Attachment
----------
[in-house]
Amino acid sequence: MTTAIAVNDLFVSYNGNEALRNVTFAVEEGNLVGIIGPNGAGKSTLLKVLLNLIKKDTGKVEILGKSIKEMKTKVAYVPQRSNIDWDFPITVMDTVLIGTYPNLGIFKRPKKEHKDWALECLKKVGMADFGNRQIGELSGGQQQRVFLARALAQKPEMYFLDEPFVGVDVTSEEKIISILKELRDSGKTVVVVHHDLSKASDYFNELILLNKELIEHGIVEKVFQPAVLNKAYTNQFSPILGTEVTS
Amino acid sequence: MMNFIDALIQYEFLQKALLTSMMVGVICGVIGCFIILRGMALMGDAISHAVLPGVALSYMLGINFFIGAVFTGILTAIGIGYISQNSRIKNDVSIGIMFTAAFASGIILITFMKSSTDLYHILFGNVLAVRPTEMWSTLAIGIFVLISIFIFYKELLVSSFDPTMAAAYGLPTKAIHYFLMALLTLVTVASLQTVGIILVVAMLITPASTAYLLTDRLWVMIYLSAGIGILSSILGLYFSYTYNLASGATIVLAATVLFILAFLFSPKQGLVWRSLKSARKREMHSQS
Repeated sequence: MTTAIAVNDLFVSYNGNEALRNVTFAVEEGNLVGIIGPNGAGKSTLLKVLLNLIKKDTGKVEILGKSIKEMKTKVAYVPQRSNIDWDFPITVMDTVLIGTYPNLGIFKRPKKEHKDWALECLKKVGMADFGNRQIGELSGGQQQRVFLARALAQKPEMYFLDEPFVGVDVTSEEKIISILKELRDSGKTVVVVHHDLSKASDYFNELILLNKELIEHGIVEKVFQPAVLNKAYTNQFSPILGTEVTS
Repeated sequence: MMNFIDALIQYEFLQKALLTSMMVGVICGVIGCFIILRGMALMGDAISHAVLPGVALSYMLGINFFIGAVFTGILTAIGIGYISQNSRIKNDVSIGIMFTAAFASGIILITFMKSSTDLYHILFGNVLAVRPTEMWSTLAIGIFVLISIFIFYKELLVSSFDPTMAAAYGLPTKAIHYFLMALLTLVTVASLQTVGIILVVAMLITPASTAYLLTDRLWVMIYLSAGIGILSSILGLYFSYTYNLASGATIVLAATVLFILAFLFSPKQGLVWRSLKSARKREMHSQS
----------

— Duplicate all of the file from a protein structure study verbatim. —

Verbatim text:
[in-house]
Amino acid sequence: MTTAIAVNDLFVSYNGNEALRNVTFAVEEGNLVGIIGPNGAGKSTLLKVLLNLIKKDTGKVEILGKSIKEMKTKVAYVPQRSNIDWDFPITVMDTVLIGTYPNLGIFKRPKKEHKDWALECLKKVGMADFGNRQIGELSGGQQQRVFLARALAQKPEMYFLDEPFVGVDVTSEEKIISILKELRDSGKTVVVVHHDLSKASDYFNELILLNKELIEHGIVEKVFQPAVLNKAYTNQFSPILGTEVTS
Amino acid sequence: MMNFIDALIQYEFLQKALLTSMMVGVICGVIGCFIILRGMALMGDAISHAVLPGVALSYMLGINFFIGAVFTGILTAIGIGYISQNSRIKNDVSIGIMFTAAFASGIILITFMKSSTDLYHILFGNVLAVRPTEMWSTLAIGIFVLISIFIFYKELLVSSFDPTMAAAYGLPTKAIHYFLMALLTLVTVASLQTVGIILVVAMLITPASTAYLLTDRLWVMIYLSAGIGILSSILGLYFSYTYNLASGATIVLAATVLFILAFLFSPKQGLVWRSLKSARKREMHSQS
Repeated sequence: MTTAIAVNDLFVSYNGNEALRNVTFAVEEGNLVGIIGPNGAGKSTLLKVLLNLIKKDTGKVEILGKSIKEMKTKVAYVPQRSNIDWDFPITVMDTVLIGTYPNLGIFKRPKKEHKDWALECLKKVGMADFGNRQIGELSGGQQQRVFLARALAQKPEMYFLDEPFVGVDVTSEEKIISILKELRDSGKTVVVVHHDLSKASDYFNELILLNKELIEHGIVEKVFQPAVLNKAYTNQFSPILGTEVTS
Repeated sequence: MMNFIDALIQYEFLQKALLTSMMVGVICGVIGCFIILRGMALMGDAISHAVLPGVALSYMLGINFFIGAVFTGILTAIGIGYISQNSRIKNDVSIGIMFTAAFASGIILITFMKSSTDLYHILFGNVLAVRPTEMWSTLAIGIFVLISIFIFYKELLVSSFDPTMAAAYGLPTKAIHYFLMALLTLVTVASLQTVGIILVVAMLITPASTAYLLTDRLWVMIYLSAGIGILSSILGLYFSYTYNLASGATIVLAATVLFILAFLFSPKQGLVWRSLKSARKREMHSQS